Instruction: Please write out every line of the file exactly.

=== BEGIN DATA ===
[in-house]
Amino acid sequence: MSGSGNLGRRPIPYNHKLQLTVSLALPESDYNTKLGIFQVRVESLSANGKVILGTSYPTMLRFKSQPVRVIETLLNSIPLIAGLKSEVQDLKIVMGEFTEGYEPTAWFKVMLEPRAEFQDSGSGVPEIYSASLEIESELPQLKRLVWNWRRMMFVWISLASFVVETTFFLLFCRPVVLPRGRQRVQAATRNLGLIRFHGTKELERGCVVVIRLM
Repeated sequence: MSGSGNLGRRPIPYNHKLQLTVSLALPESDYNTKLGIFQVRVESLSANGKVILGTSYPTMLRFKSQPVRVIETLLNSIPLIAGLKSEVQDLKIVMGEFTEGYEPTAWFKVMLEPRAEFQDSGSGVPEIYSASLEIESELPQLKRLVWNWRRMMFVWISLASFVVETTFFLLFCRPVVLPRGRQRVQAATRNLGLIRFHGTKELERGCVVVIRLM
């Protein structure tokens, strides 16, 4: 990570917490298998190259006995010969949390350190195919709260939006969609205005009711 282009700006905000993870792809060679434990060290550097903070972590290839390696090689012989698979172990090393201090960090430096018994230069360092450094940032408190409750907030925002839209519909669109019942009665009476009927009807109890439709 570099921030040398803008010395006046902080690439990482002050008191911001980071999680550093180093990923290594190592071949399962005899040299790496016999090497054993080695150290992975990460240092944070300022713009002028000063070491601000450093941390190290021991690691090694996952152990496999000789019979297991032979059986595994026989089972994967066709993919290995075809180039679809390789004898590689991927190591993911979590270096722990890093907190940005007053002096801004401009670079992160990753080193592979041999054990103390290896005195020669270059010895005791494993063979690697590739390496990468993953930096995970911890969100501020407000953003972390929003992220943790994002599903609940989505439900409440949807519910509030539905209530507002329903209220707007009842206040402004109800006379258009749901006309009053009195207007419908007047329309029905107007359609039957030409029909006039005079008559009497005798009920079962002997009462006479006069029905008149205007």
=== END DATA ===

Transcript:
[in-house]
Amino acid sequence: MSGSGNLGRRPIPYNHKLQLTVSLALPESDYNTKLGIFQVRVESLSANGKVILGTSYPTMLRFKSQPVRVIETLLNSIPLIAGLKSEVQDLKIVMGEFTEGYEPTAWFKVMLEPRAEFQDSGSGVPEIYSASLEIESELPQLKRLVWNWRRMMFVWISLASFVVETTFFLLFCRPVVLPRGRQRVQAATRNLGLIRFHGTKELERGCVVVIRLM
Repeated sequence: MSGSGNLGRRPIPYNHKLQLTVSLALPESDYNTKLGIFQVRVESLSANGKVILGTSYPTMLRFKSQPVRVIETLLNSIPLIAGLKSEVQDLKIVMGEFTEGYEPTAWFKVMLEPRAEFQDSGSGVPEIYSASLEIESELPQLKRLVWNWRRMMFVWISLASFVVETTFFLLFCRPVVLPRGRQRVQAATRNLGLIRFHGTKELERGCVVVIRLM
């Protein structure tokens, strides 16, 4: 990570917490298998190259006995010969949390350190195919709260939006969609205005009711 282009700006905000993870792809060679434990060290550097903070972590290839390696090689012989698979172990090393201090960090430096018994230069360092450094940032408190409750907030925002839209519909669109019942009665009476009927009807109890439709 570099921030040398803008010395006046902080690439990482002050008191911001980071999680550093180093990923290594190592071949399962005899040299790496016999090497054993080695150290992975990460240092944070300022713009002028000063070491601000450093941390190290021991690691090694996952152990496999000789019979297991032979059986595994026989089972994967066709993919290995075809180039679809390789004898590689991927190591993911979590270096722990890093907190940005007053002096801004401009670079992160990753080193592979041999054990103390290896005195020669270059010895005791494993063979690697590739390496990468993953930096995970911890969100501020407000953003972390929003992220943790994002599903609940989505439900409440949807519910509030539905209530507002329903209220707007009842206040402004109800006379258009749901006309009053009195207007419908007047329309029905107007359609039957030409029909006039005079008559009497005798009920079962002997009462006479006069029905008149205007």